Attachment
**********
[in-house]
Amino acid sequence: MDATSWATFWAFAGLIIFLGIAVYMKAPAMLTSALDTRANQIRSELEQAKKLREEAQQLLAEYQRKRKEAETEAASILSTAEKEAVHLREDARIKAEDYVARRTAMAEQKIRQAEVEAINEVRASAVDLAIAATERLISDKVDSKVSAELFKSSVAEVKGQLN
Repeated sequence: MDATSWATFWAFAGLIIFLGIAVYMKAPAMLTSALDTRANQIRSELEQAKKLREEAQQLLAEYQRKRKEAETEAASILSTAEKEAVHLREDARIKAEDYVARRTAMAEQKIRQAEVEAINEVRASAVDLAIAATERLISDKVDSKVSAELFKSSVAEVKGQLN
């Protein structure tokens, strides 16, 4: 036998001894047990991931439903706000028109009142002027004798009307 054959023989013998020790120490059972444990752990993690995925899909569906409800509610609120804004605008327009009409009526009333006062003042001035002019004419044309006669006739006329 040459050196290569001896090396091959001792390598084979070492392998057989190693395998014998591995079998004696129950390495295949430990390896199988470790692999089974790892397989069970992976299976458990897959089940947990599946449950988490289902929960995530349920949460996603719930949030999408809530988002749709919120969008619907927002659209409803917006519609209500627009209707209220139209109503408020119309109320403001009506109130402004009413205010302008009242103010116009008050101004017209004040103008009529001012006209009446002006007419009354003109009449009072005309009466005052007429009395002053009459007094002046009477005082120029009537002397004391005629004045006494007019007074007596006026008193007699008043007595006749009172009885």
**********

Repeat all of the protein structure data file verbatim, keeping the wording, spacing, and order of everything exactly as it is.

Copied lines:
[in-house]
Amino acid sequence: MDATSWATFWAFAGLIIFLGIAVYMKAPAMLTSALDTRANQIRSELEQAKKLREEAQQLLAEYQRKRKEAETEAASILSTAEKEAVHLREDARIKAEDYVARRTAMAEQKIRQAEVEAINEVRASAVDLAIAATERLISDKVDSKVSAELFKSSVAEVKGQLN
Repeated sequence: MDATSWATFWAFAGLIIFLGIAVYMKAPAMLTSALDTRANQIRSELEQAKKLREEAQQLLAEYQRKRKEAETEAASILSTAEKEAVHLREDARIKAEDYVARRTAMAEQKIRQAEVEAINEVRASAVDLAIAATERLISDKVDSKVSAELFKSSVAEVKGQLN
């Protein structure tokens, strides 16, 4: 036998001894047990991931439903706000028109009142002027004798009307 054959023989013998020790120490059972444990752990993690995925899909569906409800509610609120804004605008327009009409009526009333006062003042001035002019004419044309006669006739006329 040459050196290569001896090396091959001792390598084979070492392998057989190693395998014998591995079998004696129950390495295949430990390896199988470790692999089974790892397989069970992976299976458990897959089940947990599946449950988490289902929960995530349920949460996603719930949030999408809530988002749709919120969008619907927002659209409803917006519609209500627009209707209220139209109503408020119309109320403001009506109130402004009413205010302008009242103010116009008050101004017209004040103008009529001012006209009446002006007419009354003109009449009072005309009466005052007429009395002053009459007094002046009477005082120029009537002397004391005629004045006494007019007074007596006026008193007699008043007595006749009172009885």